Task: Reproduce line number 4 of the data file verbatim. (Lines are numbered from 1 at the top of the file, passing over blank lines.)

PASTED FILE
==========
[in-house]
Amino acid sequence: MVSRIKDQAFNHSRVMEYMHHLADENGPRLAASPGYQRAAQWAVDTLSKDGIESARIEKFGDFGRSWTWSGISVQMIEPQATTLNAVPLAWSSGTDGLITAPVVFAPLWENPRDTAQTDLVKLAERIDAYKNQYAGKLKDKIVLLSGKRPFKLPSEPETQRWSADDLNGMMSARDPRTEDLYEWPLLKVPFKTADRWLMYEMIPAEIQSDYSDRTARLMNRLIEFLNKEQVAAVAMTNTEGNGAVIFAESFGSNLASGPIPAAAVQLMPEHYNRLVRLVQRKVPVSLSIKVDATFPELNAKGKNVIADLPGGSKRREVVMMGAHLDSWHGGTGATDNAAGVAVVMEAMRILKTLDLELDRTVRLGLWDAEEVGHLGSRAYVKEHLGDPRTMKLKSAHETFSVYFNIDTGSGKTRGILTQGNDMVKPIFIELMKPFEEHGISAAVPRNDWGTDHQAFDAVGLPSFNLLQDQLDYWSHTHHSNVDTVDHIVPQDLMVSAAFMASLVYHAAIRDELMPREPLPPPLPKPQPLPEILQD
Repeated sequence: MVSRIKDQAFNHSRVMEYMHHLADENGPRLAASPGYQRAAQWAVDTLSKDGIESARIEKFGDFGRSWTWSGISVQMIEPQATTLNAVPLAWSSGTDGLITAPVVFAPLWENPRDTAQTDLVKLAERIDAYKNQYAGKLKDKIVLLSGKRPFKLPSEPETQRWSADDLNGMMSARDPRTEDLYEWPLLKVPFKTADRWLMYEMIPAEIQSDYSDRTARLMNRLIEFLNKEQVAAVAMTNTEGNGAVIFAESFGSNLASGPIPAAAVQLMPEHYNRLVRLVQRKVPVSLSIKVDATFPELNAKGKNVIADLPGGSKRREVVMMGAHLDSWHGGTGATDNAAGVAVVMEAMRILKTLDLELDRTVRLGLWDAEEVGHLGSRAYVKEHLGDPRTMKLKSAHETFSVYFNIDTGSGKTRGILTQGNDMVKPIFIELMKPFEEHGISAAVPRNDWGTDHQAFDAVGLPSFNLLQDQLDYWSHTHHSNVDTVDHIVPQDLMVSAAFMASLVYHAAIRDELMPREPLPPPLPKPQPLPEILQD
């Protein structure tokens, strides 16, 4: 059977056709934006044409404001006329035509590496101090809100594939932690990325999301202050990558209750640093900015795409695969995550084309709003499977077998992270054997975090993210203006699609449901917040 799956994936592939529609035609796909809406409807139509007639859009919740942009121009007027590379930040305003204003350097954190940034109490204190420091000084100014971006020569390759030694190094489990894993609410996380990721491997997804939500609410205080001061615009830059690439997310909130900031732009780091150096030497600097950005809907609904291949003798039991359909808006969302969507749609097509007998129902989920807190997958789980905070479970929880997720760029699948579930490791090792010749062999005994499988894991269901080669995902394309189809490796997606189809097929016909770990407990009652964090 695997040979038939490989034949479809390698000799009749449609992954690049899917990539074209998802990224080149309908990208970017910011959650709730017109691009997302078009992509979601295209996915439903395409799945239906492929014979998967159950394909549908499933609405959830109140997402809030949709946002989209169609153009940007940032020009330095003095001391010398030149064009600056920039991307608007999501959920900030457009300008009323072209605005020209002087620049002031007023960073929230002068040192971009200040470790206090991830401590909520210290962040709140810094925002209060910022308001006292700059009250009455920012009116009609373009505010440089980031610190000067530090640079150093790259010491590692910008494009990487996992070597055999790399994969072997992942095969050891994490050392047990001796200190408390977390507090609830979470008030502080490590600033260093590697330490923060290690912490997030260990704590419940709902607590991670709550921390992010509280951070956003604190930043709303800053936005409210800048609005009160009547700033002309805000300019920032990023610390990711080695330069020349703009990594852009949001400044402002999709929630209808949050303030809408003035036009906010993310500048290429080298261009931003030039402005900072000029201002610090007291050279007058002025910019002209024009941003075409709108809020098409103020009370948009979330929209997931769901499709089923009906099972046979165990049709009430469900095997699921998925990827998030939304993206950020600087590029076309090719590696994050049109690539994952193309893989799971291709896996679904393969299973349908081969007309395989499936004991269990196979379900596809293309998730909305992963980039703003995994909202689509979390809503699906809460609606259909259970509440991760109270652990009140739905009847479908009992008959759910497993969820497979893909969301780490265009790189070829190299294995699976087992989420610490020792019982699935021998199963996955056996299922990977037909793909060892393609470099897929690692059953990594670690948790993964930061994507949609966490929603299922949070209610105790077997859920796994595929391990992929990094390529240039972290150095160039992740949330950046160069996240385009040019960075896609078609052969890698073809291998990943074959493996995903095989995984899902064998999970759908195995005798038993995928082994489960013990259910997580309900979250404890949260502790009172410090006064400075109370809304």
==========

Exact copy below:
């Protein structure tokens, strides 16, 4: 059977056709934006044409404001006329035509590496101090809100594939932690990325999301202050990558209750640093900015795409695969995550084309709003499977077998992270054997975090993210203006699609449901917040 799956994936592939529609035609796909809406409807139509007639859009919740942009121009007027590379930040305003204003350097954190940034109490204190420091000084100014971006020569390759030694190094489990894993609410996380990721491997997804939500609410205080001061615009830059690439997310909130900031732009780091150096030497600097950005809907609904291949003798039991359909808006969302969507749609097509007998129902989920807190997958789980905070479970929880997720760029699948579930490791090792010749062999005994499988894991269901080669995902394309189809490796997606189809097929016909770990407990009652964090 695997040979038939490989034949479809390698000799009749449609992954690049899917990539074209998802990224080149309908990208970017910011959650709730017109691009997302078009992509979601295209996915439903395409799945239906492929014979998967159950394909549908499933609405959830109140997402809030949709946002989209169609153009940007940032020009330095003095001391010398030149064009600056920039991307608007999501959920900030457009300008009323072209605005020209002087620049002031007023960073929230002068040192971009200040470790206090991830401590909520210290962040709140810094925002209060910022308001006292700059009250009455920012009116009609373009505010440089980031610190000067530090640079150093790259010491590692910008494009990487996992070597055999790399994969072997992942095969050891994490050392047990001796200190408390977390507090609830979470008030502080490590600033260093590697330490923060290690912490997030260990704590419940709902607590991670709550921390992010509280951070956003604190930043709303800053936005409210800048609005009160009547700033002309805000300019920032990023610390990711080695330069020349703009990594852009949001400044402002999709929630209808949050303030809408003035036009906010993310500048290429080298261009931003030039402005900072000029201002610090007291050279007058002025910019002209024009941003075409709108809020098409103020009370948009979330929209997931769901499709089923009906099972046979165990049709009430469900095997699921998925990827998030939304993206950020600087590029076309090719590696994050049109690539994952193309893989799971291709896996679904393969299973349908081969007309395989499936004991269990196979379900596809293309998730909305992963980039703003995994909202689509979390809503699906809460609606259909259970509440991760109270652990009140739905009847479908009992008959759910497993969820497979893909969301780490265009790189070829190299294995699976087992989420610490020792019982699935021998199963996955056996299922990977037909793909060892393609470099897929690692059953990594670690948790993964930061994507949609966490929603299922949070209610105790077997859920796994595929391990992929990094390529240039972290150095160039992740949330950046160069996240385009040019960075896609078609052969890698073809291998990943074959493996995903095989995984899902064998999970759908195995005798038993995928082994489960013990259910997580309900979250404890949260502790009172410090006064400075109370809304």